Before Minis
Austin A35 (Alfa version!)
Three New Era Minis
POP 22 through the years
POP 22 restoration
POP 22 today
Technical details
New Era Ltd

The origin of the company name New Era has already been referred to on the ‘Before Minis’ page.   Namely that in the late 1950s, Ken Nightingale started a small automotive business at 1A Caroline Street in central Birmingham.   It was a small garage which acted as agents for Alexander Conversions Ltd, a company that manufactured ‘go faster’ conversions for the BMC cars of the time.   Initially the business was called Ecurie Rossignol Ltd (Team/Stable Nightingale in French), but this was not a popular name with customers!   Later it was changed to New Era Ltd, the Era being an abbreviation for Ecurie Rossignol Accessories.   It had to be New Era because the company English Racing Automobiles had long since registered ERA as a name.  Initial work on New Era Minis took place at Burt Brothers, a traditional Birmingham engineering company where Ken Nightingale was managing director until it closed.   The picture above shows the first and third New Era Minis outside the Burt Brothers premises.   Later work on the cars moved to the Caroline Street garage premises.

The New Era building in Caroline Street had a ‘modern’ brick front, but it was, in fact, a Nissen hut, albeit quite well fitted out with a small showroom for Alexander Conversions products, a garage area including a post lift, a stores and a toilet.   The photograph to the right includes a doodle by Ken Nightingale to indicate how the second New Era Mini could have been styled, but it also shows the door to the garage and stairs leading to New Era’s adjoining office.   The garage business did not flourish, the mechanic and assistant left, and the business changed to that of manufacturing car accessories designed by Ken Nightingale.   Some were specifically Mini accessories, such as the seat adjustors, steering column rake adjusters, pedal extenders and dashboard conversions.   However, the ones that sold in reasonable quantities were the more generally applicable anti-theft devices for cars, lorries and trailers.   They were covered by patents, the most significant being the ‘Safelock’ steering wheel lock for which the patent has long expired, but it is still manufactured in different forms today by several companies.   At the height of ‘Safelock’ production, New Era had 4 part-time engineering workers at Caroline Street plus an assembly line of  8 patients in the occupational therapy department of a nearby mental hospital.   New Era was not exactly one of the engineering giants of the time!   The New Era gear lever lock was adopted by the Roots car company as standard fitment to some export models while Halfords sold the ‘Safelock’ in significant quantities for a period of time.   New Era was eventually sold to another company in about 1974, but by that time production of the products had dwindled to very low numbers.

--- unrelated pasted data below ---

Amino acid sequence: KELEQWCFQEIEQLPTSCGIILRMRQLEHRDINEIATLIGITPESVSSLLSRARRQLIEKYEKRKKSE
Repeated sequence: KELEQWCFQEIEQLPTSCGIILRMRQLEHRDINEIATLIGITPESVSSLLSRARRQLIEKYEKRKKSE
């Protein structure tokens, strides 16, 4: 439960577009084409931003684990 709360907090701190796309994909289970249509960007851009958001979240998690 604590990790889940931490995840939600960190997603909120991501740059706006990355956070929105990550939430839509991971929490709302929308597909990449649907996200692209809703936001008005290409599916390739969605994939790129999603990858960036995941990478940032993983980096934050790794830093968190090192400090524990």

New Era Safelock